Lawrence County back to Level Three in COVID-19 alert

Published 3:59 pm Thursday, October 8, 2020

Number of counties at Red designation highest since July

Lawrence County has been elevated again to Red Level Three threat in the latest COVID-19 alert map from the Ohio Department of Health.

Ohio Gov. Mike DeWine announced the new designation on Thursday.

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It is the second time the county reached the designation since the four-tier alert system was implemented this summer.

Neighboring Scioto County remained at Red Level Three for the third week, also a second stint at the designation.

Currently, 18 of the states 88 counties are at Red Level Three.

Lawrence and Scioto counties were also marked with an “H” rating for high incidence on the newest map, which 14 of the Red Level Three Counties shared.

Neighboring Jackson and Gallia Counties remained at Orange Level Two on the latest map. Both also had an “H” rating.

The system, compiled by the Ohio Department of Health, is determined by seven data indicators — New cases per capita, sustained increase in new cases, proportion of cases not congregate cases, sustained increase in emergency room visits, sustained increase in outpatient visits and sustained increase in new COVID-19 hospital admissions — that identify the risk level for each county and a corresponding color code to represent that risk level.

DeWine said the number of red counties was the highest on the map since the week of July 23. The 58 orange counties were the highest recorded since the system’s inception.

“As of this week, 96 percent of us are living in a Red or Orange county,” DeWine said. “That’s 26 percent in our 18 Red counties and 70 percent in our Orange counties. Only 4 percent of Ohioans are in the 12 yellow counties.”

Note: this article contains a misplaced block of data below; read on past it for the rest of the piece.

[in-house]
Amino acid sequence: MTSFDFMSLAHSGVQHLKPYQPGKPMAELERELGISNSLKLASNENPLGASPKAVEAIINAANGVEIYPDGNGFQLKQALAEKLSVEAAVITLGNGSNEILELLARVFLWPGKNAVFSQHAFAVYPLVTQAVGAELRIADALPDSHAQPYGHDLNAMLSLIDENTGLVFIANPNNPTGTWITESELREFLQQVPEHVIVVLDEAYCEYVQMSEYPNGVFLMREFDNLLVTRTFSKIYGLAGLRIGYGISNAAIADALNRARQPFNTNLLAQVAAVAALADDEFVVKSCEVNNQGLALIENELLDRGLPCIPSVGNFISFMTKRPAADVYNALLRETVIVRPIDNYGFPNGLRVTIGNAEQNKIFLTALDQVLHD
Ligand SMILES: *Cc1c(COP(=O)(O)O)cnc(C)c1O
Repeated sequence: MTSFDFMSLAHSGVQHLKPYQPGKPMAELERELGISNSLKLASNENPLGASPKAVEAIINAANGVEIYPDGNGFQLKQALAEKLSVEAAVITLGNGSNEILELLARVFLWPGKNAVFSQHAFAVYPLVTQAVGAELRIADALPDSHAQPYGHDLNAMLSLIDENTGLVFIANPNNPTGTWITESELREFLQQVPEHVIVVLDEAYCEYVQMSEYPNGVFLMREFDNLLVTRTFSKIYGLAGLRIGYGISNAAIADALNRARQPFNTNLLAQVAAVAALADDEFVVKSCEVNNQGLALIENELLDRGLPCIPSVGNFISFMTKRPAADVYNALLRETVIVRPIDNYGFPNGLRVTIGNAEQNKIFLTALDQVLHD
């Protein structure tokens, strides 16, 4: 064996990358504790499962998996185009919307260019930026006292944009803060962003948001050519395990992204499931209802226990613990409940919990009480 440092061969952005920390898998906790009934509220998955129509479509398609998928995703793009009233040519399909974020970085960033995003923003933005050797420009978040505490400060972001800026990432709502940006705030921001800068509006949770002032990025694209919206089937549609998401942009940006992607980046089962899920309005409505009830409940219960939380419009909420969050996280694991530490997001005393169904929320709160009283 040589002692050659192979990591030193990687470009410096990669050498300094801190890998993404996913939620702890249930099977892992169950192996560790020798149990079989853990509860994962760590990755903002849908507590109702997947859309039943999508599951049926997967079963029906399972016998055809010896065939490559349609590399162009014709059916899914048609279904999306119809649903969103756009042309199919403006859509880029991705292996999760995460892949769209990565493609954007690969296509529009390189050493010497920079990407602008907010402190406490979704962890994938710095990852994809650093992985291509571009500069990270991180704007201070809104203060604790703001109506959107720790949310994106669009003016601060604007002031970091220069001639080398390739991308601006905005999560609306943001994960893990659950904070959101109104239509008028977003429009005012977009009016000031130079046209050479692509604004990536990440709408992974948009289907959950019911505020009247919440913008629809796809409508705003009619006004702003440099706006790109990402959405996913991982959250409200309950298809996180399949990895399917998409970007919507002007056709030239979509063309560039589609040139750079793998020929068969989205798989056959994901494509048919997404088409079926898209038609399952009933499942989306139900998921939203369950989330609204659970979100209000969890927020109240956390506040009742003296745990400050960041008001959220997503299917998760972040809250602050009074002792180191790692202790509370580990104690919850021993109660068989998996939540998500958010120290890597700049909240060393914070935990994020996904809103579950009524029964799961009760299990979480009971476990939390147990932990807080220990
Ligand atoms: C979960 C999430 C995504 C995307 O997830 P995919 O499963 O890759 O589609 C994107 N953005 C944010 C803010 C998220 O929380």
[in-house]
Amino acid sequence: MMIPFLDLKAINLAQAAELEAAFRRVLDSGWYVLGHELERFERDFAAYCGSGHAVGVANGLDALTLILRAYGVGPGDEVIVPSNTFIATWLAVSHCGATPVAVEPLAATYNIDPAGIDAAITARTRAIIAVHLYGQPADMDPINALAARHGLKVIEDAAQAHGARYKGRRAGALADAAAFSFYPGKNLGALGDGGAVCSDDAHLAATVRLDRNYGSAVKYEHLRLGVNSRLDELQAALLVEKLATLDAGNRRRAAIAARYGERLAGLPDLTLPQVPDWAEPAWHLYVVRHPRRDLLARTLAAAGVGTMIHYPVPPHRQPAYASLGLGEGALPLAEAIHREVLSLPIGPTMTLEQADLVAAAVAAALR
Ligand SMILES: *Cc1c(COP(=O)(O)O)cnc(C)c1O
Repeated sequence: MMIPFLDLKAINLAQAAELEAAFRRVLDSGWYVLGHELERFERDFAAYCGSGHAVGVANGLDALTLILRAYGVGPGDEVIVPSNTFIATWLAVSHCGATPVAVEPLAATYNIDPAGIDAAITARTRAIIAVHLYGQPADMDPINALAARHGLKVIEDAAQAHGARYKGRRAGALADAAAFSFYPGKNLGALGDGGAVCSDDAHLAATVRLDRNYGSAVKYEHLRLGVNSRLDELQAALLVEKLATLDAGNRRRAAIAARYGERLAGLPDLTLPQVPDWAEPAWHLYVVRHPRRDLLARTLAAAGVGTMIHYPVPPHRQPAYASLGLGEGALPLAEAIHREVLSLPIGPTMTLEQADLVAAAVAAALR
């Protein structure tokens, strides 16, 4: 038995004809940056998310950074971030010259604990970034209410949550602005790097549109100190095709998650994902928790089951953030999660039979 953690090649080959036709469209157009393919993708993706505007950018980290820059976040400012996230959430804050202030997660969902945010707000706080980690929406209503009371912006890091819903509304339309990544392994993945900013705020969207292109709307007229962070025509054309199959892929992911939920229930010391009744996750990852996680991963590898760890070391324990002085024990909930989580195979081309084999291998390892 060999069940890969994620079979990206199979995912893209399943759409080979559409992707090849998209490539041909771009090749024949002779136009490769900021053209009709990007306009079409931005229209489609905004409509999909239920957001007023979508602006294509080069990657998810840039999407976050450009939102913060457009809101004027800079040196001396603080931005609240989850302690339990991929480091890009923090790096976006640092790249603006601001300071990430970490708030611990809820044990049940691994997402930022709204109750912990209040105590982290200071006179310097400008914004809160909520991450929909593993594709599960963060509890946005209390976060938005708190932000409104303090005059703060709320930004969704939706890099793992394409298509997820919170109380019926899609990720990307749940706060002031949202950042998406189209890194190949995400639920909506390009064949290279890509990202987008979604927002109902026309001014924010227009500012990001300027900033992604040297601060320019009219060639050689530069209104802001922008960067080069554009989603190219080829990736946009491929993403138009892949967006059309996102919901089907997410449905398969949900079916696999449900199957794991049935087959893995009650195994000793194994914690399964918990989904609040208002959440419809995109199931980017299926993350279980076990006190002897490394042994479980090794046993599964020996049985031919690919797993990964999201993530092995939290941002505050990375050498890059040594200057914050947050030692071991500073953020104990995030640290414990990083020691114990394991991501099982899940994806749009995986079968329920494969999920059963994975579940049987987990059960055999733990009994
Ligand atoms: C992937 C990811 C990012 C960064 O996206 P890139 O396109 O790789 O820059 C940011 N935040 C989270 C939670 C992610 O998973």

No counties were listed at the highest designation, Purple Level Four.

The governor spoke of the causes of the spread.

“In half of our new red counties, there are outbreaks related to funerals or weddings,” he said. “In one example, there was a wedding where two grandfathers died due to COVID. Examples like these are absolutely heartbreaking.”

DeWine said the numbers are “not good” regarding positivity trends.

“Ohio’s lowest positivity was in mid to late September, when our single day rate dipped to 2.5 percent several times, and our weekly average was 2.7 percent for the week of Sept. 18,” he said. “Today, our daily positivity has increased. Right now, Ohio’s positivity rate has jumped to 3.9 percent and the seven-day rolling average is 3.3 percent. This reflects the ongoing increasing trend of virus spread that we are seeing throughout the state.”

The Lawrence County Health Department reacted to the latest Red Level Three designation for the county.

“We want to emphasize that all our school districts are doing an awesome job keeping students and staff safe,” a message from department director Georgia Dillon read. “We’re in constant contact with them, and we are thankful for the policies they’ve put in place. The majority of cases we’ve seen during the past month have come from after-school activities not related to school functions, funerals, parties, bon fires, churches, and other get-togethers, and have involved all age groups.”

The department said Red Level Three means there is very high exposure and spread. “Guidance for Red Level Three includes limiting activities as much as possible, decreasing in-person interactions with others, considering necessary travel only, and limiting attending gatherings of any number. Other things that will stop the spread include wearing a face covering when in public, social distancing (at least 6 feet between you and others), washing your hands frequently and/or using hand sanitizer if soap

and water aren’t readily available, not touching your face, covering coughs and sneezes with a tissue, or into the bend of your elbow.”

Dillon said the way to remove the Red Level Three designation is to decrease the high incidence threshold of cases over the next two weeks. She asked those scheduling community events to contact the department.

The state also released county-by-county numbers regarding the highest rate of occurrence.

Lawrence County was ranked at 17th for the week, with 158.1 cases per 100,000 people. It was fifth on the list in early September, with 168.2 cases per 100,000 people.